New Orleans has been resurrected since Hurricane Katrina struck the US Gulf Coast, ten years ago. Nearly 2,000 people lost their lives in the destruction, and the disaster changed the face of the city.
What about the people living around the outskirts of the city? What about us?
Now the historic French Quarter is more inviting than ever; 9.5 million tourists visited last year. But while some areas are flourishing, others still struggle.
The Lower 9th Ward, a mainly African-American neighborhood, was hit hardest in 2005. Only a third of its resident have been able to come back.
Errol Joseph, 64, is finally rebuilding his house, with the help of unpaid volunteers. He said racism hampered earlier efforts: “It’s because we’re black.”
The number of African-American New Orleans residents has plunged by nearly 100,000 since the storm. There are now 10,000 fewer white residents, according to Census figures. Ten years ago, roughly eight tenths of New Orleans lay under water.
Steve Robinson and his father Fred have been able to rebuild, but want more help from the mayor for the city’s poorer parts.
Robinson said: “I would ask him, ask the mayor to concentrate more on this area of town and the surrounding parts of the city, because the Super Dome, French Quarter is not the only areas of the city – yeah it’s the money part of the city, but what about the people that’s been living around the city and outskirts of the city? What about us?”
At the site where the London Avenue Canal flood wall gave way, Sandy Rosenthal welcomes tourists at an open air museum. She blames much of the city’s flooding on the pre-2005 inadequate protection system.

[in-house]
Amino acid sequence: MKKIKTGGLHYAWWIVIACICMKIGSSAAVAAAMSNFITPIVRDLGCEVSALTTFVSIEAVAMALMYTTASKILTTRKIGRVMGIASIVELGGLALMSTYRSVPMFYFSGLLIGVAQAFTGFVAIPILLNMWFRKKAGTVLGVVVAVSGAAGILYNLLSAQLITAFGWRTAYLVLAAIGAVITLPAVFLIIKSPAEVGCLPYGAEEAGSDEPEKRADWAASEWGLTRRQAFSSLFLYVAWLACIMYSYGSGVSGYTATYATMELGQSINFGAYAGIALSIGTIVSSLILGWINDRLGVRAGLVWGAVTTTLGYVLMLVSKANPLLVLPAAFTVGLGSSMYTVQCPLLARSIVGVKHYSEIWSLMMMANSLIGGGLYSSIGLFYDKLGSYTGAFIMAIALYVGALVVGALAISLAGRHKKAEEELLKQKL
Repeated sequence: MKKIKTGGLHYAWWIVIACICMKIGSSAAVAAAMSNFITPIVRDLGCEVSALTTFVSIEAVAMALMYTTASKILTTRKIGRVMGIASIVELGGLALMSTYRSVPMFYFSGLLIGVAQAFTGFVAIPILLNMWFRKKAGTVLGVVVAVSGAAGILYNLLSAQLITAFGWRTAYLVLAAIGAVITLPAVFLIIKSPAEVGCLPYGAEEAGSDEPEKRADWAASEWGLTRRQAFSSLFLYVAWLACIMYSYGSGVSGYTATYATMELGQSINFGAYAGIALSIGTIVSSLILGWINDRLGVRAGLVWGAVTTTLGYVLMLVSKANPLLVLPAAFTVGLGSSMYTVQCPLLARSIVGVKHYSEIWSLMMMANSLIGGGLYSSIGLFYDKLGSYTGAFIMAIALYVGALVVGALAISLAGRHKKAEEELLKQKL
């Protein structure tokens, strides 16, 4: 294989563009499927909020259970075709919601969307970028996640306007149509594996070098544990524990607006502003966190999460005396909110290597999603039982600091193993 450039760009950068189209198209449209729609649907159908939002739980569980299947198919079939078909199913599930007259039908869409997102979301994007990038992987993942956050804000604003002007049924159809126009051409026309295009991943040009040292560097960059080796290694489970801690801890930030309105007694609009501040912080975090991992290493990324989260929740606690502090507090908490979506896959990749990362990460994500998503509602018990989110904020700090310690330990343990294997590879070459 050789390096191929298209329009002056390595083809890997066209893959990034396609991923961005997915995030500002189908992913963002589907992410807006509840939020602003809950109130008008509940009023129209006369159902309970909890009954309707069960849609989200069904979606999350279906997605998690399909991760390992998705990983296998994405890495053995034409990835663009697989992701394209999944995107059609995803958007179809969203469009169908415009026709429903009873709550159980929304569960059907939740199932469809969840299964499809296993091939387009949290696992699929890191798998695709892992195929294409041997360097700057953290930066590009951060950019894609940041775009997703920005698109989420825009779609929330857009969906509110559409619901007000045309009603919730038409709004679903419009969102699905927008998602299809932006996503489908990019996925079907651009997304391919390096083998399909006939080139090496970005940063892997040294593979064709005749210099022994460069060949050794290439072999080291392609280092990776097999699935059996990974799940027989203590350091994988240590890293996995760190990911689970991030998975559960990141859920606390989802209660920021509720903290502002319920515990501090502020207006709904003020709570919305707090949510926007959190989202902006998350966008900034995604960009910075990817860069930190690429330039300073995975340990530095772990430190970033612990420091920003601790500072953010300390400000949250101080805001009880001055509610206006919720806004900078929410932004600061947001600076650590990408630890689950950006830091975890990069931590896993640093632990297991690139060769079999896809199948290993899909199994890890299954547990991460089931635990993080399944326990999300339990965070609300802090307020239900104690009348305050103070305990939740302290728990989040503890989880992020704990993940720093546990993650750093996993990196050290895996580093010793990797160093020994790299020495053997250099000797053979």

“People arrive in Louis Armstrong Airport with a desire to understand what happened here, even though it’s been 10 years. And we’re glad that they do, because the survivors deserve for everyone to know the vetted facts about the flooding. The survivors deserve for everyone to know that we were flooded because of civil engineering failure, not due to just Mother Nature.”
New flood protection has cost nearly 15 billion dollars, designed to mitigate storm surge outside city limits. The environment also plays an important role. The wetlands that surround New Orleans act as a natural buffer. In 2007, the State of Louisiana began a multi-billion dollar coastal restoration plan. The 2010 BP oil spill disaster settlement fund is now helping this.
National Wildlife Federation staff scientist Alisha Renfro said: “Since we have moneys that are going to be coming through from the BP oil spill, we can put that towards coastal restoration. It is a very sad opportunity, but a very unique one that can actually help us out a lot.”
The oil spill compensation will contribute to rebuilding the city where more than a million homes and businesses were damaged or destroyed.